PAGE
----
This cause of action appears to be one of intentional / fraudulent misrepresentation.


“The elements of fraud, which give rise to the tort action for deceit, are (a) misrepresentation (false representation, concealment, or nondisclosure); (b) knowledge of falsity (or ‘scienter’); (c) intent to defraud, i.e., to induce reliance; (d) justifiable reliance; and (e) resulting damage.”  (Lazar v. Superior Court (1996) 12 Cal. 4th 631, 638.)  “In California, fraud must be pled specifically; general and conclusory allegations do not suffice. [Citations.] “Thus ' ”the policy of liberal construction of the pleadings ... will not ordinarily be invoked to sustain a pleading defective in any material respect.“ ' [Citation.] [¶] This particularity requirement necessitates pleading facts which 'show how, when, where, to whom, and by what means the representations were tendered.' ”’”  (Id., at 645.)


Defendants demur on behalf of Ahn and Global.  Plaintiff indicates he will dismiss Global from this COA.  (Opposition, 4:25-26.)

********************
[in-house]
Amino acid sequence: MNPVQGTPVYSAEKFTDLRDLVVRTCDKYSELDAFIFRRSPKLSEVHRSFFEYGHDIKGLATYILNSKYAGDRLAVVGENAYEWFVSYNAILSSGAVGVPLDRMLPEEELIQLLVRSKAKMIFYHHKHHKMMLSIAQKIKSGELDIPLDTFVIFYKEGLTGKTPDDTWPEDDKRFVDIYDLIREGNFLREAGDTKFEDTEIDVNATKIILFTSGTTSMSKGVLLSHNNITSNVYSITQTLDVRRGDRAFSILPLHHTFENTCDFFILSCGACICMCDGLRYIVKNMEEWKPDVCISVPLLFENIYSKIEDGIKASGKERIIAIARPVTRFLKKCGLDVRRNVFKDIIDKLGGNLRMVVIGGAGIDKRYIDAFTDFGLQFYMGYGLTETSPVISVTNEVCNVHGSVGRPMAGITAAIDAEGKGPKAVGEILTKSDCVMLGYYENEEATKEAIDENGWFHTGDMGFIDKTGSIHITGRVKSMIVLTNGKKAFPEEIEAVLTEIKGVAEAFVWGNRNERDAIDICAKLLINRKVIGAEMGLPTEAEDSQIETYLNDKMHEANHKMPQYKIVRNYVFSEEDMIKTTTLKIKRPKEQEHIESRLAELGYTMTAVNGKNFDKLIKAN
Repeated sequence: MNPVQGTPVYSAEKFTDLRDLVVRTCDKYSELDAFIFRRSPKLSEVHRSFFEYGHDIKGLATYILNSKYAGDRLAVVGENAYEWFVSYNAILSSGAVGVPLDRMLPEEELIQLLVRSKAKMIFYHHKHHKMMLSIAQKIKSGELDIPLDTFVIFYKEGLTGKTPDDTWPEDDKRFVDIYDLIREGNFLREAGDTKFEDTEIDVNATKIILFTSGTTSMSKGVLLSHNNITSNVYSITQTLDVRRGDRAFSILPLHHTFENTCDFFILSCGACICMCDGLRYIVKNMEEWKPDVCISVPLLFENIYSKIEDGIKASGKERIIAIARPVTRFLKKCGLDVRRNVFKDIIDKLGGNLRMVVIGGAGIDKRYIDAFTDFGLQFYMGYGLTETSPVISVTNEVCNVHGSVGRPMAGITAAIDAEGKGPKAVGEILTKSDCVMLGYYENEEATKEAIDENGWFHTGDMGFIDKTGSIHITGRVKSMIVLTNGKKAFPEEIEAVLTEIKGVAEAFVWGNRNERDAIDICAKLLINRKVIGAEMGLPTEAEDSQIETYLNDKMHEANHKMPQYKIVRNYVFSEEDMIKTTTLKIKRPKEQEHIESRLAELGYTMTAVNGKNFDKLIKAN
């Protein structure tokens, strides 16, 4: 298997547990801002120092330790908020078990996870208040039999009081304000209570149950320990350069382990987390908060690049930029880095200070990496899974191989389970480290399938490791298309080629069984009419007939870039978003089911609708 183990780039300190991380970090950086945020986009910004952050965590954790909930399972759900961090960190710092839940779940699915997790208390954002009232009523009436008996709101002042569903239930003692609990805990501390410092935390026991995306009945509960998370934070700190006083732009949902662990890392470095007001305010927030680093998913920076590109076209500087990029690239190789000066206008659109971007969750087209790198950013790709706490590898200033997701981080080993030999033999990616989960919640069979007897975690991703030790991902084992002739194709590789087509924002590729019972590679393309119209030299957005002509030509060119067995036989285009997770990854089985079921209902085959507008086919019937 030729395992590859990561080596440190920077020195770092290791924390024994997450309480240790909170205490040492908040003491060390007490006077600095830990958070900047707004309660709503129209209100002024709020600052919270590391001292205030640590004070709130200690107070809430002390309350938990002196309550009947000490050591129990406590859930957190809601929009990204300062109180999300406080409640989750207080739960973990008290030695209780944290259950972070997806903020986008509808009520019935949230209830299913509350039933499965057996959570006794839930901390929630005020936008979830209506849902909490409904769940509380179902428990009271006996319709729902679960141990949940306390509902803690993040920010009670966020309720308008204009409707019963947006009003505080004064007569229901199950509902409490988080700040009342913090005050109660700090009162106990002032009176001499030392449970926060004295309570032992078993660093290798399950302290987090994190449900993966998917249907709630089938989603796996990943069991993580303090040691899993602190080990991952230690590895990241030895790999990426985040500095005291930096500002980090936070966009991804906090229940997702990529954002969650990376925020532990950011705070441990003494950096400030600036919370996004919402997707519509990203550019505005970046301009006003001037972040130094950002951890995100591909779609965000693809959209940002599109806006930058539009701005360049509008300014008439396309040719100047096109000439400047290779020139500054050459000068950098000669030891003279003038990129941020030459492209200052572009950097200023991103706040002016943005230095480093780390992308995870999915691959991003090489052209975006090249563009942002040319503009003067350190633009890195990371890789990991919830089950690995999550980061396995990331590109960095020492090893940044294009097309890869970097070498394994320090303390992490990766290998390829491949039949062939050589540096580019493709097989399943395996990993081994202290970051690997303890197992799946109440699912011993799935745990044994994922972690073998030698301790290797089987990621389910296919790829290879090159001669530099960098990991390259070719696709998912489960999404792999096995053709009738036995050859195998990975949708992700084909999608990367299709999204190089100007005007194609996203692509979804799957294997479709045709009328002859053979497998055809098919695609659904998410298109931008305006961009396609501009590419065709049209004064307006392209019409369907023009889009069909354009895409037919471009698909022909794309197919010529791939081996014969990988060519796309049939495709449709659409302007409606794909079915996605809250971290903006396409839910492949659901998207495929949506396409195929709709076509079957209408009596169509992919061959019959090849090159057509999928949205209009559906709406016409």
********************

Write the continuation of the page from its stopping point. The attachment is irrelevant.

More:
As to Ahn, Plaintiff again Ahn provided year-end financial statements from Ahn showing incorrect numbers.  (TAC ¶ 49.)  Plaintiff has also now alleged he met with both Ahn and Pak between March 2016 and May 2019 for discussions regarding I-MAXX business operations.  (TAC ¶ 68.)  During the meetings Ahn and Pak discussed the structure and details of intended financial activities and transactions that I-MAXX would engage in.  (Id.)  Ahn and Pak acted contrary to the representations made to Plaintiff during the meetings by misappropriating and mischaracterizing numerous financial activities and transactions for the benefits of Ahn, Pak, and their other entities.  (Id.)  During this time, Ahn handled the financials, bookkeeping, bank accounts, and tax returns for Ahn and Pak’s companies.  (TAC ¶ 69.)  Ahn manipulated I-MAXX’s QuickBook records to cover the fact Defendants had been converting I-MAXX assets; examples were given.  (Id.)  Defendants (Ahn included) also allegedly fraudulently caused debts to be marked as paid and converted assets to their alter egos.  (Id.)